Suns Fans Excited To Return To Games, Cheer On Competitive Team

Cam Johnson [Photo via Cronkite News video]

By Trevor Booth

PHOENIX — Dave Thaker was 11 when the Phoenix Suns last made the NBA playoffs, advancing to the Western Conference Finals in the 2009-10 season before falling to the eventual champion Los Angeles Lakers.

Since then, Thaker and Suns fans have endured a drought that has felt drier than the Mojave Desert. Phoenix posted a 306-489 (.384 win percentage) record in the last 10 seasons, finishing at the bottom of the Western Conference (three times) more times than they had a .500 or better mark (twice).

With the second-longest postseason drought in the NBA, the Suns have often made optimism scarce for their fanbase. However, Thaker and others were abundant with hope ahead of Phoenix’s game against the Milwaukee Bucks on Feb. 10, its third contest with a maximum capacity of 1,500 fans in attendance at Phoenix Suns Arena.

With a 17-9 record, the Suns rank fourth in the Western Conference and are on pace to snap their playoff skid. They are currently on a six-game winning streak, with five of those victories coming in front of their home fans.

Corey Kruger is happy Phoenix Suns fans are allowed at home games again and believes Chris Paul is a key to the team’s success this season. (Photo by Jessica Carnivale/Cronkite News)

The Suns are set to increase their capacity at home games to 3,000 fans on Tuesday against the Brooklyn Nets, who are coached by arguably the Suns’ best player in franchise history, Steve Nash. Besides being 5-0 in games with fans in attendance, Phoenix has won nine of its last 10 contests overall.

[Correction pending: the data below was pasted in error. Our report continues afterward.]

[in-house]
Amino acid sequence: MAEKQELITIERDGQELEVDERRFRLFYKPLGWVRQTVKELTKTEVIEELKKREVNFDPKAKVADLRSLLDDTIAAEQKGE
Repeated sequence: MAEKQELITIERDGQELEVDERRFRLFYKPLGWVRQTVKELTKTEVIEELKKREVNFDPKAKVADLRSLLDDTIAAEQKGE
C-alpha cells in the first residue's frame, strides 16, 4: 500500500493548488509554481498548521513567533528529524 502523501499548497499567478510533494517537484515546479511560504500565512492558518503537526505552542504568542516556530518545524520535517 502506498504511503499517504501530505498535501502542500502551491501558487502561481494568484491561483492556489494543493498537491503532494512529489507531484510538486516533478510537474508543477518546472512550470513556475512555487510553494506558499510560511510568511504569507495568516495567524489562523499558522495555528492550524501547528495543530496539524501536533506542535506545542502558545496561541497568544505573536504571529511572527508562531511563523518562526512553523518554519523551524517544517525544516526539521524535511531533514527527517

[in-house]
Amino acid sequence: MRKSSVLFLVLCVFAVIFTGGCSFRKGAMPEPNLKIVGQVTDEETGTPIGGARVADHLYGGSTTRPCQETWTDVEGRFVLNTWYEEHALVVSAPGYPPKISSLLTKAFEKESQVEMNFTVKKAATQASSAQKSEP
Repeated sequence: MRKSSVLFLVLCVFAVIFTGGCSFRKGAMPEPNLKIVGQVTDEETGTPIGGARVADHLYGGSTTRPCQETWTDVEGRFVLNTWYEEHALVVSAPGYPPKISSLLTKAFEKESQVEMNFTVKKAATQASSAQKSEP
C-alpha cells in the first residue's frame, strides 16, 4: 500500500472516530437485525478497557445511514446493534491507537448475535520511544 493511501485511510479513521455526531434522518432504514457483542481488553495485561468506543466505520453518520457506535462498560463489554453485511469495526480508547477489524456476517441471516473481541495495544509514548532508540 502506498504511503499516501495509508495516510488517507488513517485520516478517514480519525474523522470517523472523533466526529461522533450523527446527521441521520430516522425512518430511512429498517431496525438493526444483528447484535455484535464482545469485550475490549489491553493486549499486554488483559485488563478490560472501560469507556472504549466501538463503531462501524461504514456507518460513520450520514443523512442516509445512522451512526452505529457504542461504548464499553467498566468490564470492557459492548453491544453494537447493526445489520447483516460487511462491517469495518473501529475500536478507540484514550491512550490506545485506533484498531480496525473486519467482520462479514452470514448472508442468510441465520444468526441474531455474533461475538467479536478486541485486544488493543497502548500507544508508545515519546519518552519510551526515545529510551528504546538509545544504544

“I’ve been repping my Suns since day one, so it’s hard to keep wearing that stuff but I’m glad to be a Suns fan,” Thaker said. “I’ve always been glad to be a Suns fan.”

Thaker and his girlfriend, Kaitlin Husa, traveled from Iowa to attend the Suns’ 125-124 win over the Bucks last Wednesday, which was the first time they saw them in person. They began dating nine months ago, which is when Thaker started to share his love for his favorite team.

Husa has since inherited that passion, still “striving” to get to Thaker’s level. Once they heard the Suns were allowing fans at home games, they didn’t hesitate to make the trip.

“We’re like, ‘We’re coming here this week,’ so I bought tickets like instantly,” Thaker said. “This is like a dream come true for me.”

Thaker and Husa weren’t the only fans to travel far for the game. Dave Weinbach, who is from Madison, Wisconsin, and has won 148 medals as a professional pickleball player, reports usapickleball.org, came to support the Bucks, though he said he appreciates the Suns since they have a former player who played at the University of Wisconsin, starting forward Frank Kaminsky.

Weinbach said he and his three sons are also fans of Phoenix guard Devin Booker, who received Western Conference Player of the Week honors on Monday after averaging 32.3 points and 5.3 assists and 56.3 percent shooting in his team’s last four wins over the Cleveland Cavaliers, Bucks, Philadelphia 76ers and Orlando Magic.

“That was a real good game for us,” Paul said. “It was intense, nice to have the fans in there, really nice to have the fans in there. I think that gave us a little extra boost. I don’t think, I know it did. So good we could pull that out.”

The energy from the fans was palpable.

“That’s what it really is, the fans, man,” Suns center Deandre Ayton told reporters after his team’s win over the Cavaliers last Monday. “It’s that energy, I’m telling you it’s that energy that we’re feeling in there.”

As one of 14 teams by Feb. 11 who have submitted plans to have fans in attendance moving forward, according to NBA.com, the Suns will attempt to keep benefiting from their crowd as they push for a playoff appearance. Most of those who attended felt the Suns are on the cusp of breaking through.

“I’m saving up for playoff money, at this point,” Sheridan said. “They’ve frontloaded the backcourt, so I don’t see why they can’t make a run.”

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